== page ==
This week, the City launched an interactive website and survey to complete new bicycle implementation plans for downtown and midtown along with a citywide micromobility policy.

These efforts represent the next steps of the City’s first Bike Master Plan published in 2011, said Timothy Hayes, the City’s pedestrian mobility officer.

The community can provide input through an interactive online map to help City officials prioritize four to six projects in the downtown and north-of-downtown areas that could be funded through the city’s annual budgets or 2022 bond program. Survey responses ultimately will be presented to City Council as it considers a micromobility policy that will govern how streetscapes are adapted for pedestrians, bikes, skateboards, scooters, and other modes of transportation.

The survey asks how streets should be divided among uses (sidewalks, bike, buses, trees); how residents feel about combining bike and scooter parking; and whether City should prioritize traffic calming measures, traffic enforcement, bike lanes, or other measures. The survey also seeks some demographic information, such as the respondent’s zip code.

The survey closes at the end of September, but further outreach could be done if certain demographics are missed, Hayes said. “What shape that takes and how that looks is difficult to answer,” he said. “… [Given the pandemic] we can’t do traditional, in-person meetings.”

At the City’s wikimapping.com page, visitors are asked to identify on a map of downtown and midtown corridors what they like or dislike in terms of infrastructure that exists (or doesn’t exist) such as bike lanes or wide sidewalks, points where they’ve experienced a crash or near-crash, and other problem spots.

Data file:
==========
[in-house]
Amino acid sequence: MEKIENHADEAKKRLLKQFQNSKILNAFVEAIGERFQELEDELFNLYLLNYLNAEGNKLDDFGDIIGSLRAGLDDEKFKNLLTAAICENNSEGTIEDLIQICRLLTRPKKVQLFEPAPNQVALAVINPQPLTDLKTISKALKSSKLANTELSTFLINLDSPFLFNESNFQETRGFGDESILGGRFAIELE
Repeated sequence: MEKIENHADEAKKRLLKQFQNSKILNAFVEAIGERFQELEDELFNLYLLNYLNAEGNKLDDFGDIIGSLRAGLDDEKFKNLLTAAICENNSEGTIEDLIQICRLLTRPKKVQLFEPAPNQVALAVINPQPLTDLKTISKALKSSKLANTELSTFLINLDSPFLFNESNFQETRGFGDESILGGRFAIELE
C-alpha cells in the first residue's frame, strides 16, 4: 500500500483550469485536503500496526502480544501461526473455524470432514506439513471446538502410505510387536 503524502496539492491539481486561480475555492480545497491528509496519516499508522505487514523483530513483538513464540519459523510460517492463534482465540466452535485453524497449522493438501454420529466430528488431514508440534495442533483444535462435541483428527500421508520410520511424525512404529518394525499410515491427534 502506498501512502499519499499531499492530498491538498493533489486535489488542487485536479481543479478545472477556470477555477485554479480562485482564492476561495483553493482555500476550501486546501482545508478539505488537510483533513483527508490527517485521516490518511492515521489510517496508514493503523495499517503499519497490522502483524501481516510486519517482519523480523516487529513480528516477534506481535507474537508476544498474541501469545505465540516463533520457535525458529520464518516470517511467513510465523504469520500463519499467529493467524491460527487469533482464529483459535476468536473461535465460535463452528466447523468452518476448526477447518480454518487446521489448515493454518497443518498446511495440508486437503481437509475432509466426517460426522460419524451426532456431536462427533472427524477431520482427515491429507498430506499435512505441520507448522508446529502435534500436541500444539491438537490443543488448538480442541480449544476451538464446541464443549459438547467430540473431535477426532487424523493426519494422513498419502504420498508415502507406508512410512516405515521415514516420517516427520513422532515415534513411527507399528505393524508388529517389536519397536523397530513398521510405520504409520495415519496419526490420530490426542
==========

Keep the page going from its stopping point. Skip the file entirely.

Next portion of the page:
This detailed analysis is not meant to supplant the Bike Master Plan but build on it and use more up-to-date information, Hayes said. “The landscape has changed in terms of [built] infrastructure and our understanding of what works best.”

In 2011, electric scooters hadn’t yet entered the urban landscape. Pre-pandemic, scooter companies had already seen a decline in ridership in San Antonio, but now that traffic has plummeted further. Still, Hayes says they may make a comeback, and the need for improved bike infrastructure persists.

The City is starting with downtown and Midtown area implementation plans because they have the most cyclists in the area, Hayes said. The conversation surrounding bike lanes on Broadway Street last year highlighted issues on and around that corridor.

Discussions – at times protests – about a multimillion-dollar redevelopment of lower Broadway (which ultimately will not have bike lanes) “definitely spurred [the] decision to start there,” Hayes said.

For more information, residents can visit the City’s website or San Antonio Bikes page on Facebook. Call the Public Works department at 210-207-7228 to take the analog version of the survey.

Iris Dimmick

Iris Dimmick

Senior reporter Iris Dimmick covers City Hall, politics, development, and more. Contact her at iris@sareport.org